Some people love cars. They enjoy learning about them, they understand how they work, and they spend time reading books, articles and magazines and watching TV shows about cars. These people understand their own vehicles. They know what is going on under the hood. They totally get which bits go where and how the car works. They can fix minor issues themselves, or at least speak confidently with the mechanics. People like this, never have to worry about dealers or mechanics taking advantage of them. They’d know if costs were being inflated, or if there weren’t getting what they wanted.
Other people don’t. They might not mind driving, but they’ve got no interest in how their car works. They wouldn’t consider it a hobby, they skip past car shows, and they are just happy that it does go, without giving much consideration to how. These people might have trouble when it comes to speaking with professionals. They might get a raw deal when trading in their car. They might worry that mechanics were adding jobs that didn’t really need doing to make more money, and they’d have trouble choosing the right new car for themselves, without risking buying something that isn’t worth its price tag.
If you fall into that second group, and you need to speak to a car dealer, about buying a new car, trading in your old, or an issue with your vehicle, here are some ways that you can hold your own, without having to spend months swatting up.
Do Your Research
You don’t need to be an expert to speak to a car dealer and avoid traps. But, it’s a good idea to have some idea of what you are talking about. Read online articles like “The Good & Bad Of Trading In Your Car”, look online at cars that you are interested in, and take a look at some of the specs. Remember, a little information can go a long way.
Know What You Want
If you are shopping for a new car, do you want to trade in your old one? Do you want to buy new, or second hand? Can you pay cash, or would you like to explore financing options? Are you interested in family cars? Something more sporty? A city run around? You don’t need to know exactly what you are looking for, that’s the whole point in getting help from a dealer. But, having an idea of what you want and what kind of deal you are looking for means that you can guide the dealer, instead of the other way around.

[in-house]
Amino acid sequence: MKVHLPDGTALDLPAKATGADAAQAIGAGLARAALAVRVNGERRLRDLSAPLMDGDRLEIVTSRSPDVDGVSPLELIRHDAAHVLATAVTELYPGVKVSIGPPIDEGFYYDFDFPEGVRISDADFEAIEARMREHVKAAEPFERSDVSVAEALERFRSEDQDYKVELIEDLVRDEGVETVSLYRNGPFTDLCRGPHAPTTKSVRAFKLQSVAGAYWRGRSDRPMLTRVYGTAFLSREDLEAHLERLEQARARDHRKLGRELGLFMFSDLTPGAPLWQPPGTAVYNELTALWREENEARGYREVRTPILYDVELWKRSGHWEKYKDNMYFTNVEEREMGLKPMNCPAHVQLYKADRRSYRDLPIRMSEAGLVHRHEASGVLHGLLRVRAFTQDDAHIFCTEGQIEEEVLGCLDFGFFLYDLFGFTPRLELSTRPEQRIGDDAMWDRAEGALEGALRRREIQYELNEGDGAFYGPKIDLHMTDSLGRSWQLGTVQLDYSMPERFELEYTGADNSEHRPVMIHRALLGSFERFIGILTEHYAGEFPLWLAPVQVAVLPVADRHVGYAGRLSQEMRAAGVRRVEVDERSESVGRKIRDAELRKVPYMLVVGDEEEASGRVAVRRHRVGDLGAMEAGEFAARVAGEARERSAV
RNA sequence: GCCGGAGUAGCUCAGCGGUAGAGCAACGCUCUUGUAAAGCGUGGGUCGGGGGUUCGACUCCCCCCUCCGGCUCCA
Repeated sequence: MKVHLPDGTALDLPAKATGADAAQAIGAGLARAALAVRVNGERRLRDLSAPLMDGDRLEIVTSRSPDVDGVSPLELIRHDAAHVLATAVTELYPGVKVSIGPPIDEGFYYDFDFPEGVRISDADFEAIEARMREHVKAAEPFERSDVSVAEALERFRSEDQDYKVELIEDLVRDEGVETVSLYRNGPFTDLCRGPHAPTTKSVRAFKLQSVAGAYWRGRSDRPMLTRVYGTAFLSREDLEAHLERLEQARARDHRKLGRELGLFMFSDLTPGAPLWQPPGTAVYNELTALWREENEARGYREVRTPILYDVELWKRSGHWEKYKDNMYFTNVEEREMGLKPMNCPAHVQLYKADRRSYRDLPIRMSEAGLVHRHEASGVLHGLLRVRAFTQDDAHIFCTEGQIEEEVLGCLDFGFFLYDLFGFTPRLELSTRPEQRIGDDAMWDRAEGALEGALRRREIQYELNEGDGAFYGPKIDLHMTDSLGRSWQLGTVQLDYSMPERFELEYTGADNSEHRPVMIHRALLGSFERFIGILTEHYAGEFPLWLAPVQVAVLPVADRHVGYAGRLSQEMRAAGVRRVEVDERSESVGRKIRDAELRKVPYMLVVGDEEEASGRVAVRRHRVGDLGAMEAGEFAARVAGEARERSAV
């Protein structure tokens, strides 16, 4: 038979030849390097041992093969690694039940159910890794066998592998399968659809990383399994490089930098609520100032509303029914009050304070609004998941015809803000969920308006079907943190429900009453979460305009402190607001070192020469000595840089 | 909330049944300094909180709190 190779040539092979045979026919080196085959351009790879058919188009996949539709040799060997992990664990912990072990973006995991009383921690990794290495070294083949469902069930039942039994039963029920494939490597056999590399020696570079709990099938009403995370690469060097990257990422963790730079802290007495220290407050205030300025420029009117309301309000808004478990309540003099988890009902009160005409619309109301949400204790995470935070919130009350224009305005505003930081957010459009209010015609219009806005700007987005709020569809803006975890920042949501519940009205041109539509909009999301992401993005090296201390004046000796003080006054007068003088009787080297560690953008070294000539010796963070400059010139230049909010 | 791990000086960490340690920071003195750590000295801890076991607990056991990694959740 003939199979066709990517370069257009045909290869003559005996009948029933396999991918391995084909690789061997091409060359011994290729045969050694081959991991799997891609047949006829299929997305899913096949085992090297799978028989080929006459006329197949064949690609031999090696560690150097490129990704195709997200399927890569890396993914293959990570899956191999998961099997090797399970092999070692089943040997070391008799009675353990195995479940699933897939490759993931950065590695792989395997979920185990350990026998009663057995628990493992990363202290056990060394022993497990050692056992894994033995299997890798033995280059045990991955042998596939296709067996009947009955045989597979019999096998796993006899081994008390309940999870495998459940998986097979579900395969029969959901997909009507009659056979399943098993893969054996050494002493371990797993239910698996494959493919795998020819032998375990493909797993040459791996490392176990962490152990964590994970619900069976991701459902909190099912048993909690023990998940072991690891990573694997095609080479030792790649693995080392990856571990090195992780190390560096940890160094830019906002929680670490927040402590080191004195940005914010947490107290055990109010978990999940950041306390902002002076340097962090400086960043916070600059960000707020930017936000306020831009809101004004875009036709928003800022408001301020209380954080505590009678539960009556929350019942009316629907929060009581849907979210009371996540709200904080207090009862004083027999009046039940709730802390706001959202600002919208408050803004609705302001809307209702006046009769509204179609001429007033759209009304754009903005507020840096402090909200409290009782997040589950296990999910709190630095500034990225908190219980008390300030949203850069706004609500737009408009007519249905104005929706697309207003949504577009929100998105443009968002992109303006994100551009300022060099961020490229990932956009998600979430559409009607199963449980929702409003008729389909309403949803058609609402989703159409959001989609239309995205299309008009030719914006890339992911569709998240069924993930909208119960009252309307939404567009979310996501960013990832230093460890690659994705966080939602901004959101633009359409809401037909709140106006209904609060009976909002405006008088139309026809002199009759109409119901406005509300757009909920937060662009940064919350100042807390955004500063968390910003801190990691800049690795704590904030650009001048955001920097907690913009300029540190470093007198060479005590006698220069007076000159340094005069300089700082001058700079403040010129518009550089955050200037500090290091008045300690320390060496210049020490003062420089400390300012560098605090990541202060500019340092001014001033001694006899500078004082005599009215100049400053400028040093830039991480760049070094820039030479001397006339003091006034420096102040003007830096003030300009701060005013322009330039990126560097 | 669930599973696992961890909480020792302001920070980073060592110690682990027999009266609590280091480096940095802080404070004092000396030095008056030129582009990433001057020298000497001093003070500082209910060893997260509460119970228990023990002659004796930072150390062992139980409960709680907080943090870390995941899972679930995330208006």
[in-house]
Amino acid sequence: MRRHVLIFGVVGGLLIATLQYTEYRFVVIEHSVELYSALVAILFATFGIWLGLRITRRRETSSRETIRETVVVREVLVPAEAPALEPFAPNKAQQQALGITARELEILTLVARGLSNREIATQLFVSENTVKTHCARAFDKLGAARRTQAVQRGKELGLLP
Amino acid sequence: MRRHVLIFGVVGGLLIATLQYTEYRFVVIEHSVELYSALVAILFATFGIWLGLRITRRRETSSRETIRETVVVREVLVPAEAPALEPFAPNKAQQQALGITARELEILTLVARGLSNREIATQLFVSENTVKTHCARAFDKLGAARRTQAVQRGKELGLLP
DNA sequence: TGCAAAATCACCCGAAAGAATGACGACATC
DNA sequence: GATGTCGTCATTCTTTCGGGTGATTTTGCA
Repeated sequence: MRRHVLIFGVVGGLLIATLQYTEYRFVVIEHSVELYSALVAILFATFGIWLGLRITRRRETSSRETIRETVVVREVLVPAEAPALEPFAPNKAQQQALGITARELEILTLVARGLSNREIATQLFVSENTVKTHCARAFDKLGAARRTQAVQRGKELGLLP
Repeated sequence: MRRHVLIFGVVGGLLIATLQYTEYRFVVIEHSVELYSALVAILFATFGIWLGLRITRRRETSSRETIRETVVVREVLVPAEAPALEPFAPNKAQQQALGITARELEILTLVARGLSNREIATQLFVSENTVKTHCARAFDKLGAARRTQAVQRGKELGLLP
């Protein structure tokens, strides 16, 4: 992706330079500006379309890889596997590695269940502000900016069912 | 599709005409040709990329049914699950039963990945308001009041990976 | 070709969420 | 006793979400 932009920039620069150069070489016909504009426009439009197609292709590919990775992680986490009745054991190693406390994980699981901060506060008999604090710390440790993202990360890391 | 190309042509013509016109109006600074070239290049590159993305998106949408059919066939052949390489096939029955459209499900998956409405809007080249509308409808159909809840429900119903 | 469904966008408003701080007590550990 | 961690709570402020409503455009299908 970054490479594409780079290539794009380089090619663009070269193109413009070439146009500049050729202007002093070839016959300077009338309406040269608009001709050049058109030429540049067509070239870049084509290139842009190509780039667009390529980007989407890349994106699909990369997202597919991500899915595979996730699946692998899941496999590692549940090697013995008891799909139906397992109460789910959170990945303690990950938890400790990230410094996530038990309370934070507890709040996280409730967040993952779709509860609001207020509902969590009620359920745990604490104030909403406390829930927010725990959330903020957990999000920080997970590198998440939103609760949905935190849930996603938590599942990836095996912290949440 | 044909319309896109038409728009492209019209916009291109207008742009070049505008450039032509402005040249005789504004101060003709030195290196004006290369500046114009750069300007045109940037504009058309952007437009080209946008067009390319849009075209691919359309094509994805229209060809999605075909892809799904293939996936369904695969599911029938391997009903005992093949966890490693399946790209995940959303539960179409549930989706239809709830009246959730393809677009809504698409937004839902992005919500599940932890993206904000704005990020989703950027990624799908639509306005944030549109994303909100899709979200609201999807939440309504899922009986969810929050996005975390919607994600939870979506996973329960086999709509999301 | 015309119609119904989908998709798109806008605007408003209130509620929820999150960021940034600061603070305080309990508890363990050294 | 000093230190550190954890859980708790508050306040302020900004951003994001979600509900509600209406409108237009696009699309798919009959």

Present Yourself Confidently
Go in looking like someone that knows nothing about cars and is uncomfortable around you, and you start on the back foot. You are advertising yourself as an easy target. Instead, remember that research that you have done remind yourself of what you are looking for and go in with your head held high. Stand tall, hold your head up, offer a firm handshake and confidently explain what you want and what help you need. Don’t let your insecurities show and they might just melt away.
If you are really unsure and worry about speaking about cars and getting a good deal for yourself, don’t go alone. Take your dad, partner or a friend that knows a little more than you do for some support. Even if they just stand by your side, it’s someone to give you a second opinion, and they might make you feel a little better.
It’s a car dealers job to help you. That means they are there to answer your questions. If you need things explained or qualified, ask. If you’re not sure you’ve understood something, or you want to know more about a vehicle or deal, ask the questions. Don’t feel bad about asking whatever you need to. A good dealer will be happy to help.
Don’t Say Too Much
We often reveal our lack of knowledge and confidence by talking too much. We waffle because we’re not sure of ourselves, and we give the game away. If you want to seem like someone that knows what they are talking about, don’t talk too much. Stick to that bit of knowledge that you have gained, and ask questions when you need to, but bite your tongue as much as you can.
Of course, the very best way to not get taken advantage of is by finding trustworthy and honest professionals, with good reviews and feedback. Ask around before you make an appointment, and everything should be fine. But, even then, there’s nothing wrong with boosting your own confidence a little first.